Q&A with Takeda HR Director Shirley Joscelyne
We speak to Shirley about why she made the change from marketing to HR so late in her career.
Shirley Joscelyne is the HR director of pharmaceutical company Takeda, but she is relatively new to the profession. Until six years ago, Shirley was a sales and marketing expert who began her pharmaceutical career as a sales representative, which led to marketing and senior management positions for various pharmaceutical companies. Two decades later, she became the head of sales and marketing for the same organisation she now represents as the head of HR. CHRO South Africa sat with her to find out how and why she made such a massive career change.
How did you come to make the switch from marketing to HR so late in your career?
My previous MD, who I worked with for 14 years, knew me well from our time together at my previous company Janssen, where I was the head of the Women’s Health Franchise. I later joined Takeda (previously Nycomed) as the Head of Sales and Marketing and, after a couple of years, he asked me to think about switching from marketing to become the HR director. His rationale was that having a Head of HR that really understood the business would be an advantage in supporting the business strategy and that I was perfect for the role. At first, I thought he was joking and I didn't give the idea much thought. Three weeks later he told me that he was really serious and that I was the only person he was considering for the role. It was only after it occurred to me that I had achieved much in the commercial role and therefore thought maybe a new challenge wouldn't be such a bad idea. So I took the plunge and haven't looked back since.
I have to say, I have enjoyed the ride. For someone like me that enjoys interacting with people and loves learning, it has been an experience I would never change. It has reinvigorated my career and given me the drive to achieve the same level of success as before.
I’m very proud of the fact that under my HR leadership Takeda has achieved the Top Employer certification for the last three years, which recognises best practice in employee offerings against global benchmarks. For the 2019 certification, we were the top pharmaceutical company and in the Top Ten companies overall in South Africa.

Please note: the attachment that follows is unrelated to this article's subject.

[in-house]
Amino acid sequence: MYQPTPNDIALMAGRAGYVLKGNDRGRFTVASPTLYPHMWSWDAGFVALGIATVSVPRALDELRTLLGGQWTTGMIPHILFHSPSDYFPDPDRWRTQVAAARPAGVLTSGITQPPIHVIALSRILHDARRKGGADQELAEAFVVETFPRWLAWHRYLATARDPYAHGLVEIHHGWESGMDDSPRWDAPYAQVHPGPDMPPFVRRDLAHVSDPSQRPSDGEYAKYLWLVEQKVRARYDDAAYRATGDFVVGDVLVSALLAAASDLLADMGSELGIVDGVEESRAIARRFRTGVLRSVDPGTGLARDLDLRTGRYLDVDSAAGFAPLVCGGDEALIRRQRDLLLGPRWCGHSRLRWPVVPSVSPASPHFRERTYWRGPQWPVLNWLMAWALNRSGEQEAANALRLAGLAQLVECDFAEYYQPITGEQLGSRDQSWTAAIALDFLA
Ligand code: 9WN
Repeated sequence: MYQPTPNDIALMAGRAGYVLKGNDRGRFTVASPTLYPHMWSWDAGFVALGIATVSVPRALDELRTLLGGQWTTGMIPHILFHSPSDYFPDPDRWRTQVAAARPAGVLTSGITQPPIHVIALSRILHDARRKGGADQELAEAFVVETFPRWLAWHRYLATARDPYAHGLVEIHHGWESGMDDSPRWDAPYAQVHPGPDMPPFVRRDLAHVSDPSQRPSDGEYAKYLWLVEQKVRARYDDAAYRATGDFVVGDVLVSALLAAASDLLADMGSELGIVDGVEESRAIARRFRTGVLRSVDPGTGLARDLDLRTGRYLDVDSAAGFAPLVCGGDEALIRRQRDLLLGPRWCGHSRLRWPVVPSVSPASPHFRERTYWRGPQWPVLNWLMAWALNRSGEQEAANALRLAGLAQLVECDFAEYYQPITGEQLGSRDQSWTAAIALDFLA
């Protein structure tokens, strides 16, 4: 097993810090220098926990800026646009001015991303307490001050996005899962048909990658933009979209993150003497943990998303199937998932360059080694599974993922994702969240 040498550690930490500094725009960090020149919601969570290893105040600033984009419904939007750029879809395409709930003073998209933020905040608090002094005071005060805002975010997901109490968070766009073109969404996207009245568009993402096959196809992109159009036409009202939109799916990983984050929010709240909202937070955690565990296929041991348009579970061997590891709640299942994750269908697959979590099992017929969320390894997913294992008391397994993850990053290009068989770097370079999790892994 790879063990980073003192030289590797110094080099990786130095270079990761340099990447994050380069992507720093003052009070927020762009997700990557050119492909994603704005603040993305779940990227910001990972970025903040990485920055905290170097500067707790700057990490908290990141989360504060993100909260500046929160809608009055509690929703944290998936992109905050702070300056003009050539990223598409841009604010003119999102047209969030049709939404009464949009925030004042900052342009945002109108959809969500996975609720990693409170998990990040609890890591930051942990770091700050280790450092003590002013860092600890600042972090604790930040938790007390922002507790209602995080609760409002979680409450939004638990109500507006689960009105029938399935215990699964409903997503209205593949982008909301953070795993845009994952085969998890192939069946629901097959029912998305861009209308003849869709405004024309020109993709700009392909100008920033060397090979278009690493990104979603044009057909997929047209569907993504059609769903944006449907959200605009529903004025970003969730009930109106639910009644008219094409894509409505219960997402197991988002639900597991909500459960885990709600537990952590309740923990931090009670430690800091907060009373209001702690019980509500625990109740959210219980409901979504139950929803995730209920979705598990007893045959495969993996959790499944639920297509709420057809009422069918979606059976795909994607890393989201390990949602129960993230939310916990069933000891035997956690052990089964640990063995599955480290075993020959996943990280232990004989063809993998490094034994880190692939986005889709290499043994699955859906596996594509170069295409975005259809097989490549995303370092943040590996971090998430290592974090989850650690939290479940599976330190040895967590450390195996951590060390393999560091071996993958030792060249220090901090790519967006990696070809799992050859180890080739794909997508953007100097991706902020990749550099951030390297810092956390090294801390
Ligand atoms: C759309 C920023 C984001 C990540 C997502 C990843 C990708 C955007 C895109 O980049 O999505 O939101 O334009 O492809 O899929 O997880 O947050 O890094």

You had no formal training in HR so how did you manage the transition to a completely new profession?
It was a transition from an operational role to a more strategic one but it wasn't that difficult for me because, at the time, we had introduced a new reporting line into Dubai and the Head of HR there, who has been my HR mentor, guided me through the whole process. She included me on key regional HR projects and advised me on what kind of learning programmes to do to get the accreditation that I needed. It was a very fast learning curve but I enjoyed every minute of it. Also, there were enough HR specialists within my team that I could rely on to get me up to speed on the detailed administration requirements of “everything HR”.
What was mildly challenging for me was the mindset change that was required because I was no longer dealing with key commercial customers and other external stakeholders. With HR being a support function, I had to remember to keep my focus on the internal workings of the business. Instead of directly generating revenue for the business, my role became one of providing the structure and organisational framework that is conducive to supporting business success. I do sometimes miss interacting with key opinion leaders and some aspects of working in the front end of the business but I still don’t have any regrets.
Did your previous experience give you an advantage as you took on a completely different role?
Definitely. Especially in the sense that it has given me credibility when engaging with people on the commercial side of the business. They respect the fact that I understand their role and the market dynamics because I have had considerable commercial experience. It also meant they appreciated my understanding and contribution in supporting the development of projects like sales incentive plans, for example.
Also, when I speak to the various departments like the marketing and medical teams about their employee propositions and human capital and L&D requirements, I understand their needs and that has gained me increased credibility. When it comes to compensation and benefits, I have a good grasp of how they need to be structured because I understand exactly what the job entails.
How have people within the organisation responded to such a major role change? Surely it couldn't have been easy for them to stop relying on you for the leadership you provided under your previous role?
Well, it's been six years now so everybody has their head around the fact that I now deal specifically with HR issues. But you're right in that, in the beginning, I had to be conscious of how I managed my time because many people would still ask me to assist with tasks or sit in meetings to offer value gained from my experience as a marketing leader, but I had to learn to say "no, that is not within the ambit of HR". I quickly realised that I wouldn't be doing my role justice if I agreed to everything so I had to draw a line in the sand and redirect my focus tn the HR function.
What are you planning strategically within HR for 2019?
We have just completed a major acquisition globally so we are about to embark on the integration process that will include integration of different systems, people and functions. It will be quite a challenging project but exciting at the same time.